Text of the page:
December 2017 Research Roundup


Focused ultrasound is now being investigated to treat more than 100 conditions in a wide range of specialties. This range is evident in the December Research Roundup, which includes studies or review articles on cancer immunotherapy, vascular malformations, and glaucoma. The systemic effect of tumor ablation is the topic of the review article, and clinical advances are being made for patients with the other two diseases.researchroundup

Focused Ultrasound: Tumor Ablation and its Potential to Enhance Immunological Therapy to Cancer.
In this new review article, an international group of researchers describe the numerous mechanisms of action for focused ultrasound and report its current clinical applications. Relying on their experiences with liver and pancreatic tumor treatment with focused ultrasound, the authors theorize the immune-stimulation process that seems to be initiated through its use in tumor ablation. See The British Journal of Radiology >

Treatment of Low-Flow Vascular Malformations of the Extremities Using MR-Guided High Intensity Focused Ultrasound: Preliminary Experience.
Vascular malformations are sometimes painful or symptomatic congenital birthmarks or growths formed by abnormal clusters of blood vessels, lymphatic vessels, or both. If symptomatic, they are routinely treated with surgery or embolization. Five patients who were medically refractory to conventional therapy were treated in a clinical trial using focused ultrasound. Did this experimental non-invasive treatment reduce the size of the malformations and decrease pain? See the Journal of Vascular and Interventional Radiology: JVIR >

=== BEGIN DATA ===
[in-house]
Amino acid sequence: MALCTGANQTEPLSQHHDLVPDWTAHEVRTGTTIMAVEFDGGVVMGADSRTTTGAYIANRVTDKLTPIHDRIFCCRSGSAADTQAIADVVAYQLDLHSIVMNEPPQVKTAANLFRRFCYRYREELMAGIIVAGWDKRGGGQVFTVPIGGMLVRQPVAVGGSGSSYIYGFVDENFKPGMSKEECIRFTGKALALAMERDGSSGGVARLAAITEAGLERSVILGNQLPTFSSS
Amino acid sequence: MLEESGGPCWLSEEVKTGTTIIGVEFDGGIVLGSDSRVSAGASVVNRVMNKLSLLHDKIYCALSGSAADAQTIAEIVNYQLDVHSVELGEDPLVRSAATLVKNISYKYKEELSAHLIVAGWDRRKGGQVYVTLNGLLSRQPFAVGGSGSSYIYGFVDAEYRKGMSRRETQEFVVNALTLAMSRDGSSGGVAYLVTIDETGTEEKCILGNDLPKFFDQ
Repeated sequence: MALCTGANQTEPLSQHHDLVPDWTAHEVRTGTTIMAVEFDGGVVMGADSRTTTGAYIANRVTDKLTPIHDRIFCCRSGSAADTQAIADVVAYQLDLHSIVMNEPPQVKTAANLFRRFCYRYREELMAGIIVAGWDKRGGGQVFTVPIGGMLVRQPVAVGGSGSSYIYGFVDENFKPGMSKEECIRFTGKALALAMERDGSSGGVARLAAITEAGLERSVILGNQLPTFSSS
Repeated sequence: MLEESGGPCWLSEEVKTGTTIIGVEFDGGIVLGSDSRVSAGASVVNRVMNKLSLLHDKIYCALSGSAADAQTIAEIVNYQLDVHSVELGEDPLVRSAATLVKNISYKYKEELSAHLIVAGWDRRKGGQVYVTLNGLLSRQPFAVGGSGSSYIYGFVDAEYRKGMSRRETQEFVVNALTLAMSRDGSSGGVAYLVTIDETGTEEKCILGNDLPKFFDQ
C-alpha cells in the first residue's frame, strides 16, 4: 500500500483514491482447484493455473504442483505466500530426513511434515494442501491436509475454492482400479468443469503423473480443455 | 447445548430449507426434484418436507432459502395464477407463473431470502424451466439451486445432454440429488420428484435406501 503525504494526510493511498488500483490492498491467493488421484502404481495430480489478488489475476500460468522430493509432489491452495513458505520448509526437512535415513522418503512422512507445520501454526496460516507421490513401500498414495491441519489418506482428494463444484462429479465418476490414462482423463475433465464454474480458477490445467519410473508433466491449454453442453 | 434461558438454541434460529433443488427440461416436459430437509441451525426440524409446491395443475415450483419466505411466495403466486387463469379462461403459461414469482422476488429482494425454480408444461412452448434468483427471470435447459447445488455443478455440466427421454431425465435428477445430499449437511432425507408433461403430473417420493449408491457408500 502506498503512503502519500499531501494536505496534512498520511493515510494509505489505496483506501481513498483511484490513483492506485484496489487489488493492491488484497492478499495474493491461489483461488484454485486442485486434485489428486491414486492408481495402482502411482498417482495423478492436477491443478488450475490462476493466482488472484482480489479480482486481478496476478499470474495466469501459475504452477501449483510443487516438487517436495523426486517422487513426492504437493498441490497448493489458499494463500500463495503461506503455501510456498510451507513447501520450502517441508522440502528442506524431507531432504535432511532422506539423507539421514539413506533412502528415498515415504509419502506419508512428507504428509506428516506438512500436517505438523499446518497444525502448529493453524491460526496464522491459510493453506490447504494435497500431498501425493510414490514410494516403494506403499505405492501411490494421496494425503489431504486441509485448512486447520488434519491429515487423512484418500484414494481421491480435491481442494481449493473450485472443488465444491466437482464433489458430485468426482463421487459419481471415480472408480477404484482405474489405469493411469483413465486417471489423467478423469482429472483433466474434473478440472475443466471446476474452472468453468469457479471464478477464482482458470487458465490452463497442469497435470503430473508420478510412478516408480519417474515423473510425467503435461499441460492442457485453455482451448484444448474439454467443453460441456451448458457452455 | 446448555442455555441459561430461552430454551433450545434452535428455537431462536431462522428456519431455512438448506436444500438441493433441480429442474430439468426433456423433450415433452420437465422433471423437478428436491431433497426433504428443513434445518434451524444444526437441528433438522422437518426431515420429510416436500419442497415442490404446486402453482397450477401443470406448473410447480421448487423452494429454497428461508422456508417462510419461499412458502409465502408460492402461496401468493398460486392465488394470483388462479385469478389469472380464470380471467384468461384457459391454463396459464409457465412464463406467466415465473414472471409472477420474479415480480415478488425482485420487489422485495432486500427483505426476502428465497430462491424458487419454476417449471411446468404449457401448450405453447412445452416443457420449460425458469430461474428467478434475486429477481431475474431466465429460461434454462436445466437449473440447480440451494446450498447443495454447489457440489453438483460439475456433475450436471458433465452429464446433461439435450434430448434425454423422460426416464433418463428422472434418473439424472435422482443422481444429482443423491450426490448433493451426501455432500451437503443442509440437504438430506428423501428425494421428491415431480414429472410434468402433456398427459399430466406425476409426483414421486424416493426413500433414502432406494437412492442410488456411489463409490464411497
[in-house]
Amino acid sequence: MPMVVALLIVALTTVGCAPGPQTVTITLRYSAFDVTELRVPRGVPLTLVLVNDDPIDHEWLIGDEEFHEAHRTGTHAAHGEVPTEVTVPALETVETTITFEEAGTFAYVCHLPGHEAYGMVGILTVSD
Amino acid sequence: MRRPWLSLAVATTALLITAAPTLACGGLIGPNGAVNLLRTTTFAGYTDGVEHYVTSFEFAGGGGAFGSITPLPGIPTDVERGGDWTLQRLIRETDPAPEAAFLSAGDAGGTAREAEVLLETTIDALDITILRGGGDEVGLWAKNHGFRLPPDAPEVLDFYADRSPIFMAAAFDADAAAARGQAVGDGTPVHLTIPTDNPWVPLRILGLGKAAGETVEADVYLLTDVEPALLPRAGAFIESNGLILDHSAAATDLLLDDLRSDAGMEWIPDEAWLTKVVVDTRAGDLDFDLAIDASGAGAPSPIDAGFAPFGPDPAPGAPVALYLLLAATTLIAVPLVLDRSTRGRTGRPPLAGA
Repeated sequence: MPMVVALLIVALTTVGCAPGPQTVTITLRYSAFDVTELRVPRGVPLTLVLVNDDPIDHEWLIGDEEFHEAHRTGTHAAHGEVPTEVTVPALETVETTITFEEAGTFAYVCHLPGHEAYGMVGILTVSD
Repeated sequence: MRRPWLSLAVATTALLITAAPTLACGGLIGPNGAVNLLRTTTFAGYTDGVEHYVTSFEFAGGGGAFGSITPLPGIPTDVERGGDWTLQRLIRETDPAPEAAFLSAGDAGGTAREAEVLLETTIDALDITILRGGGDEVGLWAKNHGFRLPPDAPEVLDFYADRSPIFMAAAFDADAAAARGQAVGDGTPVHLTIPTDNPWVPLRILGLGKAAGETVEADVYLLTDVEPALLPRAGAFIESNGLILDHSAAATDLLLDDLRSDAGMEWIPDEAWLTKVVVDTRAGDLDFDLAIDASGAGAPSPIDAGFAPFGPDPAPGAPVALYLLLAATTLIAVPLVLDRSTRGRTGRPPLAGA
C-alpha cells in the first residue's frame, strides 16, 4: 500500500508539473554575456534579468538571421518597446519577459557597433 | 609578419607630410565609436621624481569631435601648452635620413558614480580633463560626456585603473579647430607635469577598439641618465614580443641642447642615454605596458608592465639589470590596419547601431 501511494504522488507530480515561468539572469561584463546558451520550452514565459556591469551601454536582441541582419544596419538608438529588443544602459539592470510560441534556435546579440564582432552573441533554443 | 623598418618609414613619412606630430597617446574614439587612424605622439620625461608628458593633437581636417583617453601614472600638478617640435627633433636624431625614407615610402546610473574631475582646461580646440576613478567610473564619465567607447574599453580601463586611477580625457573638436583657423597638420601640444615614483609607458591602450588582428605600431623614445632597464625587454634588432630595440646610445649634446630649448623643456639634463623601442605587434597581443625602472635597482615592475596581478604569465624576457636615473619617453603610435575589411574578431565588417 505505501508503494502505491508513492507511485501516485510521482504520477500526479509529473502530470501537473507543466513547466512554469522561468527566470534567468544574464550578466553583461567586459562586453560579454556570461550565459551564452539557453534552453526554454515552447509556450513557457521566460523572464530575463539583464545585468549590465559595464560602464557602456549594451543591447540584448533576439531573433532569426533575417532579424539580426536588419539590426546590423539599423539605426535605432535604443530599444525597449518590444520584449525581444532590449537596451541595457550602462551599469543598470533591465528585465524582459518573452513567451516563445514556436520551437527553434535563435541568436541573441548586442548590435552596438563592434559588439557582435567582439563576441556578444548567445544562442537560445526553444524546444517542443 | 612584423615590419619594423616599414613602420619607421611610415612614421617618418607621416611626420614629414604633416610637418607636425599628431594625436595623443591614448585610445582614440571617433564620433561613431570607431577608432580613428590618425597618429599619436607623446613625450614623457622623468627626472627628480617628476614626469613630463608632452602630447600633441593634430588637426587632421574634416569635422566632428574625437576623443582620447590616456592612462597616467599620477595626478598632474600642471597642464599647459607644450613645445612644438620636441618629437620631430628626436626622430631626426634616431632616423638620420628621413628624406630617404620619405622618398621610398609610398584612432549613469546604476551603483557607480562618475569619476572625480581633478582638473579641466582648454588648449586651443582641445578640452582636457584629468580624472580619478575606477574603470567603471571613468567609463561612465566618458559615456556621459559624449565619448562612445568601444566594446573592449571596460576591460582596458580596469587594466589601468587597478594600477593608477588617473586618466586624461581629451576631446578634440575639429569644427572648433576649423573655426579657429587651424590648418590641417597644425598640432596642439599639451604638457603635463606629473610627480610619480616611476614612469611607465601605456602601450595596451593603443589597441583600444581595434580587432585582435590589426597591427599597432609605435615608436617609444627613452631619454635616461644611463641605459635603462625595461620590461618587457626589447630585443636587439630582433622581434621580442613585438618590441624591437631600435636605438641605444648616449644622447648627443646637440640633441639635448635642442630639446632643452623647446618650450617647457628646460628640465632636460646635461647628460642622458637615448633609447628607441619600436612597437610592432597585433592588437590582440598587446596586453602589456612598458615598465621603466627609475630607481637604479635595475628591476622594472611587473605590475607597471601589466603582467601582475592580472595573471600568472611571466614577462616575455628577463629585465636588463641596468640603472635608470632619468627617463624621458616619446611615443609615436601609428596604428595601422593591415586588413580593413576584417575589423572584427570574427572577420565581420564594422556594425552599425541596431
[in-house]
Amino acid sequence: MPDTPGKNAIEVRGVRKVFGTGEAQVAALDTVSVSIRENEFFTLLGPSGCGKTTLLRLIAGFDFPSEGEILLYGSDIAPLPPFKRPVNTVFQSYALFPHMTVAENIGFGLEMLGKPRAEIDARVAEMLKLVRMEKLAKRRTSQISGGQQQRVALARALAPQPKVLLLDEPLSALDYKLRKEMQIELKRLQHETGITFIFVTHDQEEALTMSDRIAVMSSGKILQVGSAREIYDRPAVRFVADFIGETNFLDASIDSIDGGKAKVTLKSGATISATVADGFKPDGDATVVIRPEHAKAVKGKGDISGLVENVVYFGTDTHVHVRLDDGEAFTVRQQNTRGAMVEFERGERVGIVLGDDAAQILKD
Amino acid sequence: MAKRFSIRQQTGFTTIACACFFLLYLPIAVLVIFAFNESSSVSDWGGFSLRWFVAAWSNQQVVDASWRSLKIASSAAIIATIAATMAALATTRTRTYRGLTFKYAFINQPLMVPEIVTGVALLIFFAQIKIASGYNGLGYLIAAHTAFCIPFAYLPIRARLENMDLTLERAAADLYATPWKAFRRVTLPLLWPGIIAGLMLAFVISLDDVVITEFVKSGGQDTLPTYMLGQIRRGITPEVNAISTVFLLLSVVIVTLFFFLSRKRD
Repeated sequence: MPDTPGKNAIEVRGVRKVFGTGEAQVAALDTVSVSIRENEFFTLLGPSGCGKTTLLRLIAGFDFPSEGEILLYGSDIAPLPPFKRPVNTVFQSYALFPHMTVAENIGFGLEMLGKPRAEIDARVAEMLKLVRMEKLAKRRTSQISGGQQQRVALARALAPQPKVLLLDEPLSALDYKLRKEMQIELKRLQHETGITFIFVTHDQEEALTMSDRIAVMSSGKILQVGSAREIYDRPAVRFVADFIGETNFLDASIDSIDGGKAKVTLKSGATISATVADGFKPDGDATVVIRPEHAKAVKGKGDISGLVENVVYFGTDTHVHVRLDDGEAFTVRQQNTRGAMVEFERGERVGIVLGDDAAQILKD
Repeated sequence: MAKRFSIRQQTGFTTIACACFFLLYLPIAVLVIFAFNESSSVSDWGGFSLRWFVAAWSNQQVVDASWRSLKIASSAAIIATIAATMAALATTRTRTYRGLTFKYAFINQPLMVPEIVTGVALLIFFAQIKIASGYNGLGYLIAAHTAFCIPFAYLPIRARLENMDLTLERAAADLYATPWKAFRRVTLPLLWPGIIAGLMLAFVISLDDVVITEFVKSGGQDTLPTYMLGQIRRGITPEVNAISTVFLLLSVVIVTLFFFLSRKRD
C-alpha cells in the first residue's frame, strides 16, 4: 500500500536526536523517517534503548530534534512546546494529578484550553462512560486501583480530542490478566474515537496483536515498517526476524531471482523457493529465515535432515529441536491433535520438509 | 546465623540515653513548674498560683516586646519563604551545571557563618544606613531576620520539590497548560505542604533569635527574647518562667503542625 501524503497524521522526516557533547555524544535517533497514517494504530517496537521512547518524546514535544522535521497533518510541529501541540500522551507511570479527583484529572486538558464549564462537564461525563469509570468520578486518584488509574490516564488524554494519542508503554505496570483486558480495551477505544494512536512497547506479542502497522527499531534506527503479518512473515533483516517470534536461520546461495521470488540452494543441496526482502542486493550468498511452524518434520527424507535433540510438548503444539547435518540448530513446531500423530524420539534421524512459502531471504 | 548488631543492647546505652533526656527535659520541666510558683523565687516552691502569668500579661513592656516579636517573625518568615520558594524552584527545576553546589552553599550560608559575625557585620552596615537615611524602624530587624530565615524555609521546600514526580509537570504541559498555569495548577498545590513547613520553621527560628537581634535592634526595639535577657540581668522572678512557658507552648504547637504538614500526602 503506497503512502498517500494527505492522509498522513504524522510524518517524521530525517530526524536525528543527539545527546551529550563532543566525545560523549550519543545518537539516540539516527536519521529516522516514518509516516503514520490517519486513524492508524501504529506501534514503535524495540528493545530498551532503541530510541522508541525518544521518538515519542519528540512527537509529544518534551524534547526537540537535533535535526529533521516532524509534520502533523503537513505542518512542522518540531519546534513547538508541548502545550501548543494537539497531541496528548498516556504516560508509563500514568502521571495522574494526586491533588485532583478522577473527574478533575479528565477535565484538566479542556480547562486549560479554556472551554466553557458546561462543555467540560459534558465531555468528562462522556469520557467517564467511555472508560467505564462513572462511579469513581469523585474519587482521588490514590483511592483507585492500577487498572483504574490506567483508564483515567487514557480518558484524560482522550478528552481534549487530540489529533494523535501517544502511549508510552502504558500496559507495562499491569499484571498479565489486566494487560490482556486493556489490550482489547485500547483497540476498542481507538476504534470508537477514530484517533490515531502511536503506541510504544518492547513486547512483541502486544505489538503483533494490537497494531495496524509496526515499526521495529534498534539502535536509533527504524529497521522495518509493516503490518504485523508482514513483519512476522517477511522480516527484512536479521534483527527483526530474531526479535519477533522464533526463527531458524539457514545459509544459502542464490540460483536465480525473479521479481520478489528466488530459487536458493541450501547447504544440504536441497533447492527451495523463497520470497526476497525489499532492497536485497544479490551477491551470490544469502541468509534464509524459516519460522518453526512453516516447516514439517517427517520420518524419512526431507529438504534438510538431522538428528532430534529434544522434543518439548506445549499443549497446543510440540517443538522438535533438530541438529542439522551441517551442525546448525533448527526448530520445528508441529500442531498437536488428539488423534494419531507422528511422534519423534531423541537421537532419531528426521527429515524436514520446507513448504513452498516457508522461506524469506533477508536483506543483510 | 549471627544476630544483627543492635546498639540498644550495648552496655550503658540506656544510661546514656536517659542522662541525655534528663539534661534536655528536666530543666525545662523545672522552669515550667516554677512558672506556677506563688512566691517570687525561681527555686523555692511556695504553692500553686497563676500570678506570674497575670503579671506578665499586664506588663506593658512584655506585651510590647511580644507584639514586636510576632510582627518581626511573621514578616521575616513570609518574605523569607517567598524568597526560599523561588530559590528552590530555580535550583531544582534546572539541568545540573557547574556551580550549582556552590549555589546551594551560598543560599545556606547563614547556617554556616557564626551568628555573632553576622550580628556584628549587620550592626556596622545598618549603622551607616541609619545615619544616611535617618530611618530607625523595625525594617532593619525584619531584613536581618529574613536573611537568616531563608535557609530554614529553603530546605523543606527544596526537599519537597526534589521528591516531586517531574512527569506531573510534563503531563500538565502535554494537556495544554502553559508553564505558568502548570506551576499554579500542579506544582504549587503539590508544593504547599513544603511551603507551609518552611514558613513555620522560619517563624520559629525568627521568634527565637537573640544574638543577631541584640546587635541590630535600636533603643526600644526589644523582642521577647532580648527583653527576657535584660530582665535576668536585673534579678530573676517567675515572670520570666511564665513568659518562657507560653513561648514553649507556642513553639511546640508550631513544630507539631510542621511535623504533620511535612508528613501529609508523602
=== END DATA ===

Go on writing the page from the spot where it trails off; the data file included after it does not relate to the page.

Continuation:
Safety and Efficacy of Multiple Cyclocoagulation of Ciliary Bodies by High-intensity Focused Ultrasound in Patients with Glaucoma.
Glaucoma is an eye disease that can lead to blindness. Focused ultrasound is used to reduce the intraocular pressure that causes glaucoma by inducing selective necrosis on parts of the eye’s ciliary body. Researchers in Italy enrolled 40 patients affected by primary or secondary uncontrolled glaucoma under maximal tolerated medical therapy in a prospective, non-comparative case series study. The patients were treated with focused ultrasound and then retreated at four-month intervals until their intraocular pressure remained above 5 mmHg and below 21 mmHg without medication and no major or vision-threatening complications. Were the repeated applications of focused ultrasound safe and effective for this series of patients? See Graefe’s Archive for Clinical and Experimental Ophthalmology >